[Early Printing - Post-Incunabula - Strasbourg] [Latin & Greek Classics] [Humanist Philology] [Sayings and Proverbs - Latin & Greek]
Collectanea adagiorum veterum
Strasbourg: Matthias Schürer, July 1510.
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Second Strasbourg edition of Erasmus' famous collection of proverbs. EXTREMELY RARE: only 4 copies in the U.S. according to WorldCat. This is the original version of this celebrated work, containing 818 adages, which is considerably shorter than the later expanded versions published under the title "Adagiorum chiliades".
The work opens with a long dedicatory epistle to William Blount, Lord Mountjoy.
This RARE, EARLY EDITION OF ERASMUS' 'ADAGIA', WAS PRINTED BY HIS FAITHFUL FRIEND, MATTHIAS SCHURER. Schürer learned the printer's trade with Martin Flach, his cousin, then Hans Knoblauch, his uncle. He published Humanist texts almost exclusively and would publish fifteen works of Erasmus in over seventy editions. It is interesting that his relationship with Erasmus began with a rather rough start. In 1509, the year Mattias Schürer completed his apprenticeship and opened his own print shop, he struck an unauthorized edition of Erasmus's Adagia, purloined from the first edition of 1500. Anger on the author's part would have been justified. Yet, in spite of this commercial indiscretion, Erasmus favored Schurer with a warm, supportive, and lasting friendship.
The 'Adagia' is Erasmus's heavily annotated collection of Greek and Latin proverbs. The work reflects a typical Renaissance attitude toward classical texts: to wit, that they were fit for appropriation and amplification, as expressions of a timeless wisdom first uncovered by the classical authors. It is, as well, an expression of the new Humanism. The 'Adagia' could only have been possible in the new world of European education, in which careful attention to a broader range of classical texts produced a much fuller picture of the literature of antiquity than had been possible. Its impact has been long lasting. Such popular expressions such as "One step at a time", "between a rock and a hard place", "break the ice", "an iron in the fire", "looking a gift horse in the month", and countless other sayings can all trace their origin in modern usage to the 'Adagia'.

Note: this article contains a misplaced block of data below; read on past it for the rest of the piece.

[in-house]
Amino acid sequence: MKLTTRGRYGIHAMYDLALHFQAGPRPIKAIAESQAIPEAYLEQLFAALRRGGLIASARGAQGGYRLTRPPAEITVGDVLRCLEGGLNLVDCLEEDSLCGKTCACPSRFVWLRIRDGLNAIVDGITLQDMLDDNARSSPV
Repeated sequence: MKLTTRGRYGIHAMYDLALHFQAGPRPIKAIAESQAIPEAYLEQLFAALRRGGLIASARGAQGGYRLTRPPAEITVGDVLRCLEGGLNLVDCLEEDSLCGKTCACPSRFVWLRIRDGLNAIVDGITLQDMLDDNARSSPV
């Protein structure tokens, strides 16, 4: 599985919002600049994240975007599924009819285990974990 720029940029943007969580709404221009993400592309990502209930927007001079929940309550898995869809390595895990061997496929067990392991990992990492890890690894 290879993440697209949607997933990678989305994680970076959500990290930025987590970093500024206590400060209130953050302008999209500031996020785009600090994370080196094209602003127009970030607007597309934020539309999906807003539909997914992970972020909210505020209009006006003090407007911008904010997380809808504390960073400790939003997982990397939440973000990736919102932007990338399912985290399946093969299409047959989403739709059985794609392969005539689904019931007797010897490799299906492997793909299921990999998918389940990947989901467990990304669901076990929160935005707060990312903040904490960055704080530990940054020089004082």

The dedicatee of this celebrated work, William Blount, 4th Baron Mountjoy (c.1478 - 1534) of Barton Blount, Derbyshire, was an English courtier, scholar and patron of learning. He was one of the wealthiest English nobles of his time.Blount was a pupil of Erasmus, who called him inter nobiles doctissimus ("The most learned amongst the nobles"). His friends also included John Colet, Thomas More and William Grocyn. In 1509 he was appointed Master of the Mint, and in 1513 became Governor of Tournai, and his letters to Cardinal Wolsey and King Henry VIII describing his vigorous government of the town are preserved in the British Library. In 1522 he was present at the king's meeting with Charles V, Holy Roman Emperor. Having served since 1512 as Chamberlain to Queen Catherine of Aragon, it fell to him in that office to announce to her the intention of Henry VIII to divorce her.
Quarto, text block measures 197 mm x 140 mm. Bound in 20th-century quarter-vellum over marbled boards.
Publisher's note to the reader dated 14 July 1509.
Foliation: , LVII,  leaves (forming 136 pages).
Signatures: (AB)4 C-K8.4 L-M8.
Printed in Roman and Greek types. Preliminaries include Erasmus' dedicatory epistle (headed "Praefatio") addressed to William Blount, Lord Mountjoy (leaves (AB)1v-4r) and publisher's note to the reader dated 14 July 1509 ((AB)4v). Colophon on M1r, followed by Index (M1v-8r).
Very Good. Boards slightly rubbed. Signatures D-K with a small wormhole to outer margin (just touching an odd letter on a couple of pages, but without loss of text). Very slight browning to some pages. A few leaves with some old, somewhat faded manuscript marginalia in a neat 16th-century hand. Occasional light soiling; index leaves with light old water staining to upper portion. In all, a nice genuine, unrestored, wide-margined example of this rare early edition.
Adams E-420; Bezzel, Erasmusdrucke, 50; Van der Haeghen, Bibliotheca Erasmiana, p.25-6; Bibl. Belgica II, 276: no. E.61; Muller, Strasbourg II, p. 179, no. 45.